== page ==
UV Lights: Keeping Indoor Pollutants in Check Before It Leaves the Ductwork

uv lights

There are plenty of smart, innovative ideas that all of us at Scott’s Heating & Air Conditioning are eager to pass along, and this one has got to rank among the top five: installing UV lights in your ductwork to catch pollutants before they infiltrate the air that you breathe—the air you depend on for your health and well-being.

Allow me to paint the picture: the air in your HVAC system races through your ductwork as often as 75 times per day during the heating and cooling season and up to 150 times per day if your system is on “fan” mode.

Each and every time, everything within your ductwork races along with that warm or cool air. So any dust, bacteria, mold and viruses that reside in your ducts come along for the ride too. (This isn’t to say that your ducts are chock-full of these contaminants. But every active household accumulates its fair share of irritants; it’s inevitable.)

Ultraviolet lights installed in your ductwork can kill these contaminants on contact—not just weaken them, but strike them a fatal blow. UV lights alter the genetic structure of germs. For this very reason, UV lights are commonplace in hospitals, pharmacies and commercial kitchens where it’s vital to keep harmful pollutants at bay.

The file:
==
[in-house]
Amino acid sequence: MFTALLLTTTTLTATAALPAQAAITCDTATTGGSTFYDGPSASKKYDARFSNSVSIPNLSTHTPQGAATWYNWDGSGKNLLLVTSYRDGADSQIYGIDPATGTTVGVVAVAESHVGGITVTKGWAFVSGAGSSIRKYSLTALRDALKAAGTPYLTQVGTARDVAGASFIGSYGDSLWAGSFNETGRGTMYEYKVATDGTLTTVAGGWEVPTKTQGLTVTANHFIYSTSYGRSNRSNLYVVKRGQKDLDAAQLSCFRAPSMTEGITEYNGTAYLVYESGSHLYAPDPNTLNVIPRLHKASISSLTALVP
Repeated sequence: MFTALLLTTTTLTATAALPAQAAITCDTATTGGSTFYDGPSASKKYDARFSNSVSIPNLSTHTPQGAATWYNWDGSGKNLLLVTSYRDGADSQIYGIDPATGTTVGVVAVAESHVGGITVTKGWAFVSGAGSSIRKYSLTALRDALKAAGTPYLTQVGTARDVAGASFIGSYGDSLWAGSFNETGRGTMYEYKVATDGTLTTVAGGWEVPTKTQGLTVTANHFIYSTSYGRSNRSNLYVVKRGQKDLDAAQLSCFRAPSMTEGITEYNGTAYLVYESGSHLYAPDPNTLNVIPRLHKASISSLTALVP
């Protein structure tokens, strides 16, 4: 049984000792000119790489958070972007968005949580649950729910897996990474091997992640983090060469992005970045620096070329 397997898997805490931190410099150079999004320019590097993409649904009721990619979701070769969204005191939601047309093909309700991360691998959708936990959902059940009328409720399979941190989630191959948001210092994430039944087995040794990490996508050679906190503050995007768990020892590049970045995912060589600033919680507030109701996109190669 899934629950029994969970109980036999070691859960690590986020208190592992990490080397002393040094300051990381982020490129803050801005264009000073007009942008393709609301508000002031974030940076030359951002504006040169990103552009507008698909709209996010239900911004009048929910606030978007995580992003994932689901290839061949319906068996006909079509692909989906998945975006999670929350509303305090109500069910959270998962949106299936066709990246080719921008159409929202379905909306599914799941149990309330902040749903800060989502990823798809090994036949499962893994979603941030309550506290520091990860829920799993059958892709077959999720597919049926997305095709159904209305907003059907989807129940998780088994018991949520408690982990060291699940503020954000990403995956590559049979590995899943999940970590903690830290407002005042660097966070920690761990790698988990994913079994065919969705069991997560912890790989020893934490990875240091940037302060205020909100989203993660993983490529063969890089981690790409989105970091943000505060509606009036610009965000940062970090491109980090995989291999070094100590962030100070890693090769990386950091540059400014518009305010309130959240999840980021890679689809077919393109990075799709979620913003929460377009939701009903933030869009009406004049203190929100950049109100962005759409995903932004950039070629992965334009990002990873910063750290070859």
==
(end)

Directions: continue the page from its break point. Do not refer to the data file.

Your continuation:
Ultraviolet lights are pretty close to perfect. They’re known to boast a 99.9 percent effectiveness rate, which means they will do their fair share at ensuring that the air that flows from your ductwork will be as clean and healthy as it can be.

The science of it all is deceptively simple: ultraviolet lights can be easily added to a central heating or air system, on the supply side or in the return air ductwork. We can have one installed in your system in just about a half hour.  Further, this home improvement project is incredibly low-maintenance. UV lights are effective for as long as two years. And after that, replacement bulbs are economical.

If you’re catching our enthusiasm for installing UV lights in your ductwork, call Scott’s Heating & Air Conditioning for more information about this sensible and positively (we can’t help but say it) illuminating idea.

Image via Shutterstock.com

Posted in Ductwork, Indoor Air Quality
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